CHESTERFIELD, England (Reuters) - As Britain grapples with whether to leave the European Union, some voters in an ancient English town have a message for the politicians in London: Do not betray Brexit.
The United Kingdom’s labyrinthine crisis over EU membership is approaching its finale with an extraordinary array of options including no-deal Brexit, a last-minute deal, a snap election, or a delay and new referendum.
In Chesterfield, a leave-supporting northern town which could take an economic hit if Britain dropped out of the EU, some voters were clear they would prefer to leave without a deal and would turn away from politics if Brexit was thwarted.
“It’s got to be no deal - and we are not all going to die and crumble. We are Great Britain remember!” said Valerie Quigley, 70, a leave supporter who traditionally votes for the Conservative Party, led by Prime Minister Theresa May.
Quigley, who has owned a womenswear shop for 26 years, said May was doing a good job in tough circumstances.
“If somebody else thinks that they can do better than Theresa May then let them get on with it,” Quigley said.
“I think in Brussels and the EU they are scared to death that we are going.”
While an unscientifically small sample, responses in Chesterfield show the divide between the 17.4 million leave voters and an elite in London that mainly views Brexit as damaging.
May, once a reluctant supporter of EU membership who won the top job in the turmoil following the 2016 Brexit referendum, has warned thwarting that vote will threaten social cohesion by undermining belief in British democracy.
In a step that could overturn centuries of constitutional convention, some lawmakers want to grab control of Brexit from the government to prevent what they say would be an economically disastrous no-deal departure.
In 2016, 51.9 percent of voters backed leaving the EU while 48.1 percent favoured staying.
Polling shows the United Kingdom remains deeply divided, though a slim majority now favours staying.
Research indicates very few leave voters have changed their minds and that while some polls seem to indicate growing support for another referendum, results vary depending on the question’s wording.
In Chesterfield, a market town 150 miles (240 km) north of London which traces its history to Roman times and is famous for a crooked church, leave voters were clear about wanting a clean break with the club the United Kingdom joined in 1973.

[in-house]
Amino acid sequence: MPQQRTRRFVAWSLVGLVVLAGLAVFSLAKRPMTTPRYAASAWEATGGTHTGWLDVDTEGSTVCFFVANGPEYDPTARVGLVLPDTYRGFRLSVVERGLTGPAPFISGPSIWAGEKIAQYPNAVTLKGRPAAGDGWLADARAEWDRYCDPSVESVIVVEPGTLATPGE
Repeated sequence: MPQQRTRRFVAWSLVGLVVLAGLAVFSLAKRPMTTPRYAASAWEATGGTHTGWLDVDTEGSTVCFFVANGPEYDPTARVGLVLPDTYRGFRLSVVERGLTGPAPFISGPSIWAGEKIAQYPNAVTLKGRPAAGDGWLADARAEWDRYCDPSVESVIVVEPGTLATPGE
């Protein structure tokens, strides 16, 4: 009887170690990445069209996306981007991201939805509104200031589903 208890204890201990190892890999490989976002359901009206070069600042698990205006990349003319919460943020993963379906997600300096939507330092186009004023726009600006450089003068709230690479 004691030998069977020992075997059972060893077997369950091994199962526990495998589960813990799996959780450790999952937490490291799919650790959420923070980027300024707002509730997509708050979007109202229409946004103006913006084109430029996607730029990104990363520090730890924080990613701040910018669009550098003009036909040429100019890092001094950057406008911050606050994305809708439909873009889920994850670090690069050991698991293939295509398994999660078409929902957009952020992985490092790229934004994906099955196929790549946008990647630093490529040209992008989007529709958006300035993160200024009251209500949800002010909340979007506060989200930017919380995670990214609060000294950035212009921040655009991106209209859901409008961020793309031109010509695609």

“We voted to either stay in the European Union or leave the European Union. There wasn’t a box to tick for a deal. I voted to leave,” said David Mawson, 51, who runs a mobility business.
No deal means there would be no transition so the exit would be abrupt - the nightmare scenario for international businesses and the dream of ‘hard’ Brexiteers who want a decisive split.
Bank of England Governor Mark Carney said leaving the EU with no transition could be akin to the 1970s oil shock, though some Brexiteers say such forecasts are scare tactics.
Chesterfield’s member of parliament, Toby Perkins of the opposition Labour Party, warned last year at a nearby Toyota factory that a no-deal Brexit would have a devastating impact on the car industry.
Nearly 80 people from Chesterfield are employed at the plant, Perkins said. Toyota has said a no-deal Brexit could temporarily halt output at the plant.
Perkins, whose constituency has been controlled by Labour for much of the 20th century, voted to stay in the 2016 referendum, but voted against May’s deal on Jan. 15.
Deborah Chattaway, a 52-year-old seamstress, voted Labour in the 2017 election but said she would not vote for them again. She voted to stay in the EU but fears a no-deal Brexit and so thinks Labour and other parties should rally around May.
“I think all the parties, Labour and the rest, they need to get behind Theresa May and get us a good deal for the country and let’s get it pushed through, best for everybody,” she said.
But fears of “betrayal” are acute.
“If they go back on this vote, how can we ever have another vote about anything?” said Mawson, who voted Conservative at the last election.
Jesse Lilley, 66, a former factory worker, used to vote Labour but feels it no longer represents the working classes.
He wants to leave without a deal and is worried politicians will halt Brexit.
“They are going to undo that Pandora’s box and they don’t know what is going to come out,” Lilley said.
“Betray them and then say we are going to have another election or another vote? People will just not bother. It will cause problems for the next twenty years.”
Writing by Guy Faulconbridge; Editing by Andrew Cawthorne